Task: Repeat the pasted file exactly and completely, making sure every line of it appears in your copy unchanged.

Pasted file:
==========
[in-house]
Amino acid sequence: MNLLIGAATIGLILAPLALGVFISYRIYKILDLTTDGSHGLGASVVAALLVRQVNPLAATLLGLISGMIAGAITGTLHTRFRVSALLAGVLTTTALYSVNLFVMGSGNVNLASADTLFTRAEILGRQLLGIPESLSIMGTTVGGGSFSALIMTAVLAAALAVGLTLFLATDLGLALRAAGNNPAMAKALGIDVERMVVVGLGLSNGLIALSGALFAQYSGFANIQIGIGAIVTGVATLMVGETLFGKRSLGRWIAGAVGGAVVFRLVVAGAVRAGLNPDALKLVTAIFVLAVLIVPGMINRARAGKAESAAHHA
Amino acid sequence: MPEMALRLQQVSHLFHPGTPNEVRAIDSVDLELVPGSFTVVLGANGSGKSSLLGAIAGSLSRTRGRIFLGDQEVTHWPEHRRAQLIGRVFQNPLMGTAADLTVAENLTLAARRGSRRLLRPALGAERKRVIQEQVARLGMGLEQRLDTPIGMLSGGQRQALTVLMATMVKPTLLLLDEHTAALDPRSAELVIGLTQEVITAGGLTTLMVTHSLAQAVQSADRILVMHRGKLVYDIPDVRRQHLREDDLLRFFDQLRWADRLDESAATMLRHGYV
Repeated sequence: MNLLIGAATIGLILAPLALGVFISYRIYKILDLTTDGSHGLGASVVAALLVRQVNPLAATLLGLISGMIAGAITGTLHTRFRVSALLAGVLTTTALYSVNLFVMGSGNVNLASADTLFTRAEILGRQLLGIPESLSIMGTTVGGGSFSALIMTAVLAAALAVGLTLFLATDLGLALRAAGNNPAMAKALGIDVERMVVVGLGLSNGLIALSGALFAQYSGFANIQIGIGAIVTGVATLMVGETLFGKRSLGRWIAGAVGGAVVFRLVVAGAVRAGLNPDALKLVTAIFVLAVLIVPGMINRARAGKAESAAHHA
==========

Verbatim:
[in-house]
Amino acid sequence: MNLLIGAATIGLILAPLALGVFISYRIYKILDLTTDGSHGLGASVVAALLVRQVNPLAATLLGLISGMIAGAITGTLHTRFRVSALLAGVLTTTALYSVNLFVMGSGNVNLASADTLFTRAEILGRQLLGIPESLSIMGTTVGGGSFSALIMTAVLAAALAVGLTLFLATDLGLALRAAGNNPAMAKALGIDVERMVVVGLGLSNGLIALSGALFAQYSGFANIQIGIGAIVTGVATLMVGETLFGKRSLGRWIAGAVGGAVVFRLVVAGAVRAGLNPDALKLVTAIFVLAVLIVPGMINRARAGKAESAAHHA
Amino acid sequence: MPEMALRLQQVSHLFHPGTPNEVRAIDSVDLELVPGSFTVVLGANGSGKSSLLGAIAGSLSRTRGRIFLGDQEVTHWPEHRRAQLIGRVFQNPLMGTAADLTVAENLTLAARRGSRRLLRPALGAERKRVIQEQVARLGMGLEQRLDTPIGMLSGGQRQALTVLMATMVKPTLLLLDEHTAALDPRSAELVIGLTQEVITAGGLTTLMVTHSLAQAVQSADRILVMHRGKLVYDIPDVRRQHLREDDLLRFFDQLRWADRLDESAATMLRHGYV
Repeated sequence: MNLLIGAATIGLILAPLALGVFISYRIYKILDLTTDGSHGLGASVVAALLVRQVNPLAATLLGLISGMIAGAITGTLHTRFRVSALLAGVLTTTALYSVNLFVMGSGNVNLASADTLFTRAEILGRQLLGIPESLSIMGTTVGGGSFSALIMTAVLAAALAVGLTLFLATDLGLALRAAGNNPAMAKALGIDVERMVVVGLGLSNGLIALSGALFAQYSGFANIQIGIGAIVTGVATLMVGETLFGKRSLGRWIAGAVGGAVVFRLVVAGAVRAGLNPDALKLVTAIFVLAVLIVPGMINRARAGKAESAAHHA